The usual suspects are driving this market higher

The major stock market indices rose over the past quarter due mostly to only a handful of technology stocks. Nvidia accounted for about 33% of the gain in the S&P 500 year to date. Adding in Microsoft, Amazon, Meta, and Eli Lilly, accounts for 55% of the year’s gain.
Even more astonishingly, only three stocks, Microsoft, Apple, and Nvidia, make up 21% of the S&P 500 index! The top 10 stocks account for 36% of it. This condition presents a conundrum for traditional investment managers. A principal tenet of risk management is diversification, and it is imprudent to allocate one third of a portfolio to just 10 highly correlated stocks.
Clearly AI is a technology with highly promising business applications. This year, nearly 40% of the companies in the S&P 500 mentioned AI to stock analysts in conference calls, compared with about 10% two years ago. However, it’s still very early in this technology cycle, and how it will progress remains highly uncertain. We are reminded of the 2000 Dot Com Internet bubble. While investors knew how influential the Internet would be, most of the top stocks at the time ultimately weren’t the ones that would benefit most. Indeed, Google and Facebook weren’t even tradeable back in 2000.

Top technology stocks by market cap in 2000:

  1. Microsoft, $492 billion
  2. Cisco Systems, $454 billion
  3. Intel, $392 billion
  4. Oracle, $217 billion
  5. Lucent, $214 billion

Top stocks by market cap in 2020:

  1. Microsoft, $1.200 trillion
  2. Apple, $1.112 trillion
  3. Amazon, $971 billion
  4. Alphabet/Google, $799 billion
  5. Facebook, $475 billion

Apart from AI, there was one anomaly in Q2 worth examining. The Utilities sector performed second best and very nearly outperformed Technology (see first graph below). Utilities are known to be very safe and stable investments, which provide a consistent dividend. Significant price swings are unusual, and we are considering three possibilities: 1) AI is expected to use a lot of energy, and the market is correctly pricing this in. 2) Utilities are in a speculative bubble due to AI energy usage hype. 3) Active investors are concerned about market valuations and are rotating into safer sectors in anticipation of upcoming volatility.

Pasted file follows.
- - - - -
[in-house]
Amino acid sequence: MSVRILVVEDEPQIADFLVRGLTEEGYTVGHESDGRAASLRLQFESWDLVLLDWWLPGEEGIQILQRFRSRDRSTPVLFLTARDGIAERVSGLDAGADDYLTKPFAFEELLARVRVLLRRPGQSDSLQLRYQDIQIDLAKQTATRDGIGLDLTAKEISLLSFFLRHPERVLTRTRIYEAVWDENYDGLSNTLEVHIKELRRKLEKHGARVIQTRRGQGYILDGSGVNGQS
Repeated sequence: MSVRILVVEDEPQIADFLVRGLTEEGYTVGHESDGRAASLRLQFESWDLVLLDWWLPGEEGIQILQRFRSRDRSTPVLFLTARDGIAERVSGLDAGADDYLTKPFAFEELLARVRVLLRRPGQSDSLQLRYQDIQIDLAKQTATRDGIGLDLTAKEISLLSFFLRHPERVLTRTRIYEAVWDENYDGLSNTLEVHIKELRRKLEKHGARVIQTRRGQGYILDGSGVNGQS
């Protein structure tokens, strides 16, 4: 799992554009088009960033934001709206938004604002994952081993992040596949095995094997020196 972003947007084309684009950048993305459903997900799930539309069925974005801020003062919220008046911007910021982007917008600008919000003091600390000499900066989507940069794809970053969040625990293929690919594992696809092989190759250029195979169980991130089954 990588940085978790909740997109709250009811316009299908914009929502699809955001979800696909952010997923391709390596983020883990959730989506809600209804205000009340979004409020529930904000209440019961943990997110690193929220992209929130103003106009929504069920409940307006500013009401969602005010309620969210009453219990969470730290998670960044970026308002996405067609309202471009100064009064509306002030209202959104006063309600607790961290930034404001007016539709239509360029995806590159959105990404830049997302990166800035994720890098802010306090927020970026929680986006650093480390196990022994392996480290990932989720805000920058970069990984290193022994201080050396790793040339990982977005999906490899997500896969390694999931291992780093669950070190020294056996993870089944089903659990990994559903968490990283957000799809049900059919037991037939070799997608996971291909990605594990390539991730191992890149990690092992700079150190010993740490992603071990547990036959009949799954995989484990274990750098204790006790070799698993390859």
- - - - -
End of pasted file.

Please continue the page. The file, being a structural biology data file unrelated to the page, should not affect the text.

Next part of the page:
All in all, we remain committed to investing based on value and credible opportunity. We are avoiding hype and speculation, opting to search for investments in more subtle industries. And as always, we are monitoring potential risks out on the horizon.

Active Manager Sentiment

July 4, 2024: 103.66% Aggregate Equity Exposure

NAAIM Exposure 24Q3

NAAIM member equity exposure is back above 100%, as active managers are building leveraged positions. We read this as a signal that the market is healthy, but are watching closely for a sudden shift.

The NAAIM Exposure Index represents the average exposure to US Equity markets reported by members. NAAIM member firms are asked each Wednesday to provide a number which represents their overall equity exposure at the market close. Responses are tallied and averaged to provide the average long (or short) position of all NAAIM managers, as a group.

Disclosure: Magnifina is a frequent contributor to this index.

Stock Performance by Category

Commentary 24Q3 - Sectors Q
In an unusual turn of events, Utilities were nearly the best performing sector for Q2.
Commentary 24Q3 - Sectors Y

The technology and communication services indices remain heavily skewed by the 7 megacap companies. AAPL and MSFT represent over 40% of technology, and META and GOOG are over 40% of communications services.
Commentary 24Q3 - Indices Q
The NASDAQ dominated due to AI and Technology stocks. The S&P 500 is also heavily exposed to these themes, with 21% of the index being composed of AAPL, MSFT, and NVDA.

Commentary 24Q3 - Indices Y

The NASDAQ 100 is the big winner over the past year as enthusiasm about AI continues to benefit the megacap tech companies. These few companies represent an outsize share of US stock valuation and tend to skew indices.